Spider man…

YES, it’s big, it’s hairy, it’s venomous and it’s very much alive.

A jungle tarantula (I’m guessing they are farmed en masse), for sale at a roadside market on Cambodia’s newly-built, China funded, national highway between Kampong Chhnang and Siem Reap.

It is soon to be tossed onto a frying pan with garlic, chilli and oil, to become someone’s snack.

Thanks, but I’ve already eaten this morning…

A Cambodian jungle tarantula.

A Cambodian jungle tarantula.

A Cambodian jungle tarantula.

Above: “Hurry up and take the bloody picture!” Below: Pan fried tarantulas, scorpions, cicadas, silk worms, and other crawlies I couldn’t identify but I’m sure are nutritious – the breakfast of champions … if you’re Cambodian, that is.

rps20160102_153106

Reflecting on Cambodia’s killing fields

THE little girl stares at the tree in front of her. It looks wet and sticky and black. She tries not to sob, but she misses Mummy, and Daddy, and her toys. And the little boy she plays with next door. Why can’t she go home? Why won’t this angry woman look at her?

(The big, fat man dressed in black grabs the little girl by her ankles, and starts to swing her.)

She is frightened … confused … everything is a blur …

The Killing Tree. Little children and babies were swung against it, to kill them. The Killing Field at Choeung Ek, just outside of Phnom Penh.

The Killing Tree. Little children and babies were swung against it, to kill them. The Killing Field at Choeung Ek, just outside of Phnom Penh.

Skulls from some of the victims at the Killing Field at Choeung Ek, outside of Phnom Penh.

Skulls from some of the victims at the Killing Field at Choeung Ek, outside of Phnom Penh.

Clothing and bones belonging to victims continuously surface as rain washes away the dirt. The Killing Field at Choeung Ek, just outside of Phnom Penh.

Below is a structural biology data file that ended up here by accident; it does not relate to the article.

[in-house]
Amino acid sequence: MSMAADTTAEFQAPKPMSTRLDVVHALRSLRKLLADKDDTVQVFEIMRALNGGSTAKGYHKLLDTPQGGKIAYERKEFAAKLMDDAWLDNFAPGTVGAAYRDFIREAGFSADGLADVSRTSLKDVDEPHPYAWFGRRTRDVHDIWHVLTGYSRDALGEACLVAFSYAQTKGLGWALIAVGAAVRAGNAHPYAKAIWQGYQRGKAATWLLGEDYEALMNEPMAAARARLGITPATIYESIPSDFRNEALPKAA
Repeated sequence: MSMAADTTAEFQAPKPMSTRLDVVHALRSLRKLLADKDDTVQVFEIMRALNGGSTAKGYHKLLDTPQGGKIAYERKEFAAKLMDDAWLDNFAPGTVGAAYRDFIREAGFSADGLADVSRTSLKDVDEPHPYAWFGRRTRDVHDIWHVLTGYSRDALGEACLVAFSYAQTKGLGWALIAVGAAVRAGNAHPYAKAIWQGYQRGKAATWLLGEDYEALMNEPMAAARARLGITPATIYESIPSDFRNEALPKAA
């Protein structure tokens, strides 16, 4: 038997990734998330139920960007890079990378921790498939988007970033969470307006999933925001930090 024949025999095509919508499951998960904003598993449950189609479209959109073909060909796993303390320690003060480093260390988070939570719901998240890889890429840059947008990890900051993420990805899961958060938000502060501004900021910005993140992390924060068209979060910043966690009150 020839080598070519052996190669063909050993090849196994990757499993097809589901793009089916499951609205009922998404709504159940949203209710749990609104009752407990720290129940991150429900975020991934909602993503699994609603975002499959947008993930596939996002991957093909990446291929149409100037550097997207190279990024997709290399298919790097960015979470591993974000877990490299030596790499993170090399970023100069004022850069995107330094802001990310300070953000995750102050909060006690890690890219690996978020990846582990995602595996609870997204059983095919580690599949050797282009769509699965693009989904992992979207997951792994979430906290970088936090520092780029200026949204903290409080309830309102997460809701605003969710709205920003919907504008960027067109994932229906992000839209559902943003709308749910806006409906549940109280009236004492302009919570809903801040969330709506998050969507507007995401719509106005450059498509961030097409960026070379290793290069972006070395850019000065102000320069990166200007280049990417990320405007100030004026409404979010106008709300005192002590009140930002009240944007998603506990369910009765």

Clothing and bones belonging to victims continuously surface as rain washes away the dirt. The Killing Field at Choeung Ek, just outside of Phnom Penh.

Visitors don't realise they are stepping on clothing and bones from victims, as rain washes away dirt on the walking paths. The Killing Field at Choeung Ek, just outside of Phnom Penh.

Visitors don’t realise they are stepping on clothing and bones from victims, as rain washes away dirt on the walking paths. The Killing Field at Choeung Ek, just outside of Phnom Penh.

Examples of weapons used by the Khmer Rouge executioners. They did not want to use valuable ammunition. The Killing Field at Choeung Ek, just outside of Phnom Penh.

Examples of weapons used by the Khmer Rouge executioners. They did not want to use valuable ammunition. The Killing Field at Choeung Ek, just outside of Phnom Penh.

More bones of victims are unearthed every year. The Killing Field at Choeung Ek, just outside of Phnom Penh.

More bones of victims are unearthed every year. This is a collection of unattributed bones from the 1980 excavation of the site. The Killing Field at Choeung Ek, just outside of Phnom Penh.

About 20,000 mass graves have been discovered across Cambodia, from the four-year rule by the Khmer Rouge (1975-1979). Of a then population of 10 million, between 2 million and 3 million were killed, at least half by execution and the remainder by starvation and disease… some for opposing the communist regime, but most simply because they were educated.

This is a very sad, but I believe essential, day trip on the APT Mekong River Cruise.

 

One little dead mouse can ruin the best Sofitel dinner

And then one of the diners made the gruesome discovery: “Hey, there’s a dead mouse here!” Sure enough, only half a metre from the dining table, between a large vase and the Tastes of Asia cooking station, was a very much deceased mouse

No ratatouille for this mouse

No ratatouille for this mouse in the Sofitel Angkor’s Citadel Restaurant

USUALLY, your choice of rodent is kept alive until the moment of cooking or, at the very least, until the point of sale.

This is Cambodia, and the lack of refrigeration in this part of the world often necessitates that meat products (animals) arrive at the kitchen in the condition nature intended: breathing and conscious.

Of course, lack of refrigeration is not a concern at the 5-star Hotel Sofitel Angkor Phokeethra Golf & Spa Resort, which has brought the finest of French hospitality to the jungle of Siem Reap, in Cambodia. Here, rat is not on the menu, though a nice ratatouille might be…
Continue reading